Hearing loss can be a gradual or sudden decrease in your ability to hear. Depending on the cause and a wide range of factors, the hearing loss can be mild or severe and either temporary or permanent.
People born without hearing have what is known as congenital hearing loss. This page focuses on gradual hearing loss, which can affect people of all ages and happens gradually.
Some people have hearing loss but are not aware of it. This is especially prevalent in cases where the hearing loss happens over time. For some people, the realization of the onset of hearing loss happens when family members or friends notice the individual is struggling to understand where other have no issue.
There are many ways to deal with hearing loss depending on the cause and severity. Methods and treatments include using hearing aids or other devices that assist hearing function.
Vertigo and Balance Disorders
Vertigo occurs when there is an issue connecting the signals sent between the balance and position-sensing systems of the body and the brain. Your brain implements four sensory systems to keep you balanced and properly orientated to your surroundings.
Feeling lightheaded is a common occurrence that doesn’t always mean there is a serious issue. Brief and isolated instances of lightheadedness are fairly normal. Lightheadedness is often caused by a sudden but minor drop in blood pressure and blood flow through the body and to the head. This often occurs when you stand up too quickly. If the lightheadedness persists or is more common that you think it should be, that may be signal of a problem that needs treatment.
Dizziness is a word used to describe two very different feelings. When describing dizziness to your doctor, they may ask you for a more specific understanding of the symptom so they can narrow the list of possible issues.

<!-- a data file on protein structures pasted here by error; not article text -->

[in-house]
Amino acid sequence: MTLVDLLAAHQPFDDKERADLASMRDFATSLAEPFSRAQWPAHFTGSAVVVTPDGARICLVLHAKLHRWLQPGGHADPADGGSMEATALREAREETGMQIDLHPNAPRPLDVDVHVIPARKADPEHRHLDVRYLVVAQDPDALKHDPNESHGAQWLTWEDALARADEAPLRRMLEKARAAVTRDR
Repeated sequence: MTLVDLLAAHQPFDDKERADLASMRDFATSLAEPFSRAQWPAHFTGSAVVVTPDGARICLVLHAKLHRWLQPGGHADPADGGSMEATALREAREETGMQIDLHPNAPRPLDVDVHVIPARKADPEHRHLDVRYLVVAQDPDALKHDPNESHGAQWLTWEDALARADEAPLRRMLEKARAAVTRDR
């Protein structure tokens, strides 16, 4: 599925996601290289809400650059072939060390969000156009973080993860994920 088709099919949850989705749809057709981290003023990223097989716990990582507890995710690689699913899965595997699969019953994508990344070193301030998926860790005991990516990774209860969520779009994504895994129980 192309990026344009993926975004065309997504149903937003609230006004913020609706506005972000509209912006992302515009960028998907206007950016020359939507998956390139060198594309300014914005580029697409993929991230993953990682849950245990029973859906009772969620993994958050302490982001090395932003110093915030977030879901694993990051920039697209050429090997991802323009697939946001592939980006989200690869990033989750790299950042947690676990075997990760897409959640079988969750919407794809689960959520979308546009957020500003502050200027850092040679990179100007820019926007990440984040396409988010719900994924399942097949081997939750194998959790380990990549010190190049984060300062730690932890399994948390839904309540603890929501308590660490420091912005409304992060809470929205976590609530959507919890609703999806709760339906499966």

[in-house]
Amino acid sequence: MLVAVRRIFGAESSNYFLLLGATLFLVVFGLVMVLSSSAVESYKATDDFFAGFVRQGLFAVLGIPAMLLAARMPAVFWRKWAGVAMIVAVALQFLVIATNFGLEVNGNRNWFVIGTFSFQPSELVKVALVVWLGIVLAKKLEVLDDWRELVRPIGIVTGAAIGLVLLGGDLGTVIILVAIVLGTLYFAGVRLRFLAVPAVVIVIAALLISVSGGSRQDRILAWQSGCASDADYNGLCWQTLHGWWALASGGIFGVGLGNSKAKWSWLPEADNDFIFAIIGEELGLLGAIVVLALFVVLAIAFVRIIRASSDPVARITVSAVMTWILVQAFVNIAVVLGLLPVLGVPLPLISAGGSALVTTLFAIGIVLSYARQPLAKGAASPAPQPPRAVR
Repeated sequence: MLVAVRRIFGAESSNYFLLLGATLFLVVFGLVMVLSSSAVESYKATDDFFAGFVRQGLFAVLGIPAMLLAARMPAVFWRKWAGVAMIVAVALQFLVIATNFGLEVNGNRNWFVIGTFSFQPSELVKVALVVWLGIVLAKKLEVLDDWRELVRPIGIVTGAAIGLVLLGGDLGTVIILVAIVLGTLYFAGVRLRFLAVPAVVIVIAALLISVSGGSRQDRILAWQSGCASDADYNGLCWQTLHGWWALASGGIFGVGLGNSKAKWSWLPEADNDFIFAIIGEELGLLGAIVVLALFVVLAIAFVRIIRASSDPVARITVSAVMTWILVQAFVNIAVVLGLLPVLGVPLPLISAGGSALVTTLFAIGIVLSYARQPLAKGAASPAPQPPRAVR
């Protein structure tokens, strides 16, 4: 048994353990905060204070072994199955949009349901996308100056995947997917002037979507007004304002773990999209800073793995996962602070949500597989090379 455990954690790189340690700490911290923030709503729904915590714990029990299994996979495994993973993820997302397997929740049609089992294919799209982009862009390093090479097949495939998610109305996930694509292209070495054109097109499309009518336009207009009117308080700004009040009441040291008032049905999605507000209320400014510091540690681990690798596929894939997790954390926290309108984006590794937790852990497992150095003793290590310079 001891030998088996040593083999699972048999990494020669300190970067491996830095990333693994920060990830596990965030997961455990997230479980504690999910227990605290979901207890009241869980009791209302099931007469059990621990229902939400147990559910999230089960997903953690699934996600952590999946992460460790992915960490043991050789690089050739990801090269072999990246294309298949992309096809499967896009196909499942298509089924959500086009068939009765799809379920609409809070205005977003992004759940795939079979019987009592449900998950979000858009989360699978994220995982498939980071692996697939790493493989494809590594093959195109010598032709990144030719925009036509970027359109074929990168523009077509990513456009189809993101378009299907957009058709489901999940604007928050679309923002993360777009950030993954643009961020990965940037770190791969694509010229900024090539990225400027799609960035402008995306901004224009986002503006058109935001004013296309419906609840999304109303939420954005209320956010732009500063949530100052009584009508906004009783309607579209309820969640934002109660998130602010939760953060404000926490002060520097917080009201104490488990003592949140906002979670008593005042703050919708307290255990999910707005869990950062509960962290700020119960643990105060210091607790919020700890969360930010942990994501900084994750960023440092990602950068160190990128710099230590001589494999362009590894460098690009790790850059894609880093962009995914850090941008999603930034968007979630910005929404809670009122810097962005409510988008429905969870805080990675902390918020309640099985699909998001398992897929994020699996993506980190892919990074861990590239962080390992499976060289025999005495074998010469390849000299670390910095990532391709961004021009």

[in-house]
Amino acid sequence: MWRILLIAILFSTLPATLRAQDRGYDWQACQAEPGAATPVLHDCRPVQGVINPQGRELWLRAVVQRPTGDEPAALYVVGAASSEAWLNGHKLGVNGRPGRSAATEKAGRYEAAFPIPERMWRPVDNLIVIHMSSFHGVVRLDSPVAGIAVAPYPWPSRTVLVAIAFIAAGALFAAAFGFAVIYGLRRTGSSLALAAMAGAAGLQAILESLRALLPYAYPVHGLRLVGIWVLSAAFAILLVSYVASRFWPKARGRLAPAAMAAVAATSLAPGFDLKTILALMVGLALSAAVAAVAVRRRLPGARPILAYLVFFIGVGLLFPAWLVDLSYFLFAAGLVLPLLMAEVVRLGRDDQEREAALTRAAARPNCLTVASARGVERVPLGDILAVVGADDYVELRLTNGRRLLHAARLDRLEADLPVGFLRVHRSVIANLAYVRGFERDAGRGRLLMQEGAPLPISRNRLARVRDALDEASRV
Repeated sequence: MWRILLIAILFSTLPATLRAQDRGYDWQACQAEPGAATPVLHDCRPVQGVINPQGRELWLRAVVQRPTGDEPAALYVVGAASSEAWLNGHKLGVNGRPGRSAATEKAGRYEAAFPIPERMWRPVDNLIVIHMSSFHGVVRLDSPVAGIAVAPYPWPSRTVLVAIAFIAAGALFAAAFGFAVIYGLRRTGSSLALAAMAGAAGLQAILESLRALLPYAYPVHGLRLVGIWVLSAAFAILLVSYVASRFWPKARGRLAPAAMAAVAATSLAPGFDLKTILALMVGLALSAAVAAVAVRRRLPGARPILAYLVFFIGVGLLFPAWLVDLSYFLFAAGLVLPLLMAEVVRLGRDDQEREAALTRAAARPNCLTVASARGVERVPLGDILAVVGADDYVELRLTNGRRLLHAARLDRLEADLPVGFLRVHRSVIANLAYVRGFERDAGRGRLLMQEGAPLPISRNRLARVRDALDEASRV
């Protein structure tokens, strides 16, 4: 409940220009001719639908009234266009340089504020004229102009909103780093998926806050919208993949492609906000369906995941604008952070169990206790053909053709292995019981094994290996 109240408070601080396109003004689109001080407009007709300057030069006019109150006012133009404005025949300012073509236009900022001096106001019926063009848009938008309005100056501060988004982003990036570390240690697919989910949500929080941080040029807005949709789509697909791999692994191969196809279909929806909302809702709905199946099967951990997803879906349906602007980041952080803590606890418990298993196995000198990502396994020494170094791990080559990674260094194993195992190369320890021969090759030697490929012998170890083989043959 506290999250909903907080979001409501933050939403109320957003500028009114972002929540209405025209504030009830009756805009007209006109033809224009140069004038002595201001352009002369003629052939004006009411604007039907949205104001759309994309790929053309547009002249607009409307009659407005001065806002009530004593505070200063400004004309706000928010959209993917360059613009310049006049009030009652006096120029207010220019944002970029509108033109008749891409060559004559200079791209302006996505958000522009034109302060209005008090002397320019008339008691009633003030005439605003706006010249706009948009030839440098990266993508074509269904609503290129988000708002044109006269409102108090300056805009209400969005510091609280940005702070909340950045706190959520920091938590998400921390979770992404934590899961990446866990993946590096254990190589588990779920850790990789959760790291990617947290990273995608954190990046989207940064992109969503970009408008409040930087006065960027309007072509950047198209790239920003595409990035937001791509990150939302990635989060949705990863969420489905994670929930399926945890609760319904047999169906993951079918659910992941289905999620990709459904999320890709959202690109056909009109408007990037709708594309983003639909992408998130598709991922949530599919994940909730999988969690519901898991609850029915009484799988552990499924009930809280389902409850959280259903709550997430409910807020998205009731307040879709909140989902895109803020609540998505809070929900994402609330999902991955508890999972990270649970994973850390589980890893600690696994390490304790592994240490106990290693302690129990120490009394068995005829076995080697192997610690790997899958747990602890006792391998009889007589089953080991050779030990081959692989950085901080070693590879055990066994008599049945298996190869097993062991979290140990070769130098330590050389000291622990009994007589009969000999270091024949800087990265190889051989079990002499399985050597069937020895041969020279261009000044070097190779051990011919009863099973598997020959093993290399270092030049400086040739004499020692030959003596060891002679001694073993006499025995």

Ringing in Ears (Tinnitus)
Occasional ringing (roaring, hissing, buzzing, ticking) in the ears is a symptom many people experience. In most cases, the sound only lasts a few minutes and goes away without you even noticing. Ringing in the ears that does not naturally dissipate is referred to as tinnitus. If you have tinnitus, you may hear a ringing or roaring noise that nobody else can hear. The sound is different for each patient, sometimes syncing up with your heartbeat or breathing, and for others it can come and go. Tinnitus is more common among men than women and is more prevalent in people 40 years old or more.
The middle ear, which is the small portion of the ear behind the eardrum, is susceptible to infection when exposed to germs from the nose and throat.
Small tubes called eustachian tubes connect your ear to your throat and certain things can cause these tubes to swell. When the eustachian tubes swell they can become blocked, trapping fluid inside the ear creating a perfect environment for germs to grow and cause an ear infection. Ear infections are more common among young children because the eustachian tubes are smaller and therefore blocked more easily.
Ear tubes are shaped like a hollow spool and are made of plastic. Ear tubes are often prescribed for children that have persistent ear infections or for patients where fluid often collects behind the eardrum. An otolaryngologist places the ear tubes in the eardrum through a small surgical opening in a procedure referred to as myringotomy or tympanostomy. These procedures occur under general anesthesia.
Earwax is a produced naturally and is there to protect the inner lining of the ear. It is a mixture of skin, sweat, hair, and other debris held together with a fluid secreted by glands inside the ear canal (ceruminous glands). Ear canals are self-cleaning and most earwax problems can be handled with home treatment. In some cases, tightly packed earwax will need to be removed by a physician.
For more information about Ear and Hearing treatments offered at Carolina ENT, contact us to schedule a consultation and we will assist you as soon as possible.